I was offered a job in my desired area less than a month later. 🤘
Maintaining professional relationships can be priceless - you never know who can give you an “in” somewhere.
But don’t forget: if you do decide to ask someone for a favor, be sure to thank them when they help you out! 🙏
And keep your promises. If you say you’ll follow up on something, then you better follow up.
Another thing that can really help is to keep your contacts organized. Know who to chat with, how often you want to check in with them, etc. in order to maintain healthy professional relationships. 🗓
The most important networking you can do is during periods of harmony and prosperity in your life. When things go wrong or circumstances change, you will know who to talk to, rather than scrambling for help or favors from people you barely speak to. 👈
Lots of the advice thus far has mostly been focused on networking in IRL (though much of it can be applied to online networking, too).
But let’s dive a bit deeper into online networking for a moment. 💻
Mindlessly adding a bunch of people on LinkedIn is definitely not the way to go about it.
Let’s think a bit more strategically about it, shall we?
First, try to think of places where like-minded people “hang out” online. A great place to start would be Facebook groups.
From there, start posting! Questions, polls, requests for advice, etc. are all great ways to start getting engagement from group members. 🗣
Try to become a conversation starter in the group, so that people see you regularly and begin to build trust toward you - don’t be spammy about your posts, though!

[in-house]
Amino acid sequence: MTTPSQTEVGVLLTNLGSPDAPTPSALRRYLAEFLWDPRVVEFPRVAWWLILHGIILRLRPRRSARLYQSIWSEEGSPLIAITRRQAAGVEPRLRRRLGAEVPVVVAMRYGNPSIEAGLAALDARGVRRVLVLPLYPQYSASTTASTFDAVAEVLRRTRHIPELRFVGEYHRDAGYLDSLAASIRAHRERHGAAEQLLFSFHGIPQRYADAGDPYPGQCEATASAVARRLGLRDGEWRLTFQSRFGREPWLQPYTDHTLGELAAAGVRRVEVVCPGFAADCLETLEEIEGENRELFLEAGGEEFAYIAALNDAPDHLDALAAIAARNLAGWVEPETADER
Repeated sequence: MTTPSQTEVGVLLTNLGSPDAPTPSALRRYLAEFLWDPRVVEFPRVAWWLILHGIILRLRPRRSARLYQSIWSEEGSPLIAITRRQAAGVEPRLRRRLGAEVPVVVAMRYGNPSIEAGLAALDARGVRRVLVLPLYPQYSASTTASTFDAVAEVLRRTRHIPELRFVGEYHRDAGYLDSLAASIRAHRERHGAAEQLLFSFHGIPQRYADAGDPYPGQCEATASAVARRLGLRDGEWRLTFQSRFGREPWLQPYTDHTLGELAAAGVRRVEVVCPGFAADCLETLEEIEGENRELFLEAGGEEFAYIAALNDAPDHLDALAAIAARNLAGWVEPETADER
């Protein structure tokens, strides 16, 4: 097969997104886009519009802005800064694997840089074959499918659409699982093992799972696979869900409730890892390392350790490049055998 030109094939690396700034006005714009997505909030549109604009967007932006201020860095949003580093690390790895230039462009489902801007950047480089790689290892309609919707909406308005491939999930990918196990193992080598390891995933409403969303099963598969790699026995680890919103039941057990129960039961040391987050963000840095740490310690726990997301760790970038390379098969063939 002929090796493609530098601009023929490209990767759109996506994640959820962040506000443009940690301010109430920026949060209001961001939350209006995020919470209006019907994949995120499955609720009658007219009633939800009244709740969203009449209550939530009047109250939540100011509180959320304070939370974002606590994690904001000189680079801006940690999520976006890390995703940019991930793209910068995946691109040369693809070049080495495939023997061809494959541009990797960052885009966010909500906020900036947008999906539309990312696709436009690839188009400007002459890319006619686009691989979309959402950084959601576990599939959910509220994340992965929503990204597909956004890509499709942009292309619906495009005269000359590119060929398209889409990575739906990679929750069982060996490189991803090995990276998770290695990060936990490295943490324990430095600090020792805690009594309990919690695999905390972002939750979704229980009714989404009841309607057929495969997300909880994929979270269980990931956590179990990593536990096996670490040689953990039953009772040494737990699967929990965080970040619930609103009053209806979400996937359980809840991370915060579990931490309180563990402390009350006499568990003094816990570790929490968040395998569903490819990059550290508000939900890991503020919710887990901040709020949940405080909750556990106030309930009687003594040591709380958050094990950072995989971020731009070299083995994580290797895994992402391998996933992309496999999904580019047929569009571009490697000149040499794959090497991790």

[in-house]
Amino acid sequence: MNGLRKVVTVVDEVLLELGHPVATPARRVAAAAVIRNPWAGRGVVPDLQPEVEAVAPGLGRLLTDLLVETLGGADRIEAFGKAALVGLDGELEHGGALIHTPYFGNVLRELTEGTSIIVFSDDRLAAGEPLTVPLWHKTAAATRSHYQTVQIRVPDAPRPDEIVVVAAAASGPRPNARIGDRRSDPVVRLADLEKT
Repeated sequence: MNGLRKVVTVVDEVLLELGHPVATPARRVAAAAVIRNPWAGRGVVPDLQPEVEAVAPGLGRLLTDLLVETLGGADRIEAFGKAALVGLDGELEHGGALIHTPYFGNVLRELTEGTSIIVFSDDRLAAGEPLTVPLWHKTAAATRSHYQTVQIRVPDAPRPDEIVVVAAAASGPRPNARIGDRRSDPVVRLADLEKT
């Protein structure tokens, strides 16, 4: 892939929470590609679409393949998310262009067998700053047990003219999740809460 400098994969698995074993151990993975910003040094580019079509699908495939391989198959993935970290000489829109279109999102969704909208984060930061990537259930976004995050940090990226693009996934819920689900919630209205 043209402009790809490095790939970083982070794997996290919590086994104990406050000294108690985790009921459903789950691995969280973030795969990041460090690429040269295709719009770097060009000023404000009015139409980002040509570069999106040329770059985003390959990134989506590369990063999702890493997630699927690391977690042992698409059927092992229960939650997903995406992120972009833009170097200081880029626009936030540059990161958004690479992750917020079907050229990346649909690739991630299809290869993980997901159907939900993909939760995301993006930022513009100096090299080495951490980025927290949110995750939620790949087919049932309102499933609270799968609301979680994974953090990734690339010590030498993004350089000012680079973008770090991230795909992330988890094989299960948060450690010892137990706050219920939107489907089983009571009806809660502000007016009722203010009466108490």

If you notice that you’re starting to have a conversation with one person on a post, ask them to message you privately, so that you can continue the conversation.
From there, you might make some new professional connections (or even friends) out of it. 😎
This is a great method of building your network, because it opens you up to so many more people and possibilities, without the constraints of distance.
Plus, when you do finally get a chance to meet your new connections at a conference or event, it’s such a great feeling. You feel like you know someone before you even meet them. 🤗
Networking can be done well both online and offline - so make the most of it!
Practice, practice, practice
To get really good at networking, you have to practice. So, get out there and meet people!
Try something less overwhelming, such as a local Meetup based on something you’re interested in, or a cocktail hour hosted by another company or organization. Practicing talking to people makes it feel more natural and less scary.
Every single day can be a chance to network (if you want it to be). 💪
It sounds dramatic, yes, but you never know who you’ll end up meeting - sometimes it can lead to incredibly rewarding things.
Here’s a real-life example: a few years ago, my mom chatted with a woman at an airport (as one does) because she had a dog with her and it was really cute. 🐶
Well, it turns out, that woman worked in the same industry as me, and my profile ended up being a perfect match for a job position she had open.
Fast-forward to a few months later, I accepted that great opportunity and moved to New York City to work for her.
I wouldn’t have had the opportunity to make that professional connection had my mom not been open and kind to a complete stranger.
Crazy, right? 🤯
It’s commonly said that it’s not about what you know, but who you know.
In many ways, I agree with that sentiment. 😉
It’s great to be accomplished and talented and brilliant and whatever other superlatives you want to use to describe yourself, but at the end of the day, going for what you want is much more attainable when you spend time building relationships with the people in your professional life.
You never know when someone can be the connection that catalyzes your career - or lends a helping hand when you need it most. 👋
We hope you liked this post. If you did, spread the word!
For more hot stuff on startups, growth marketing and sales: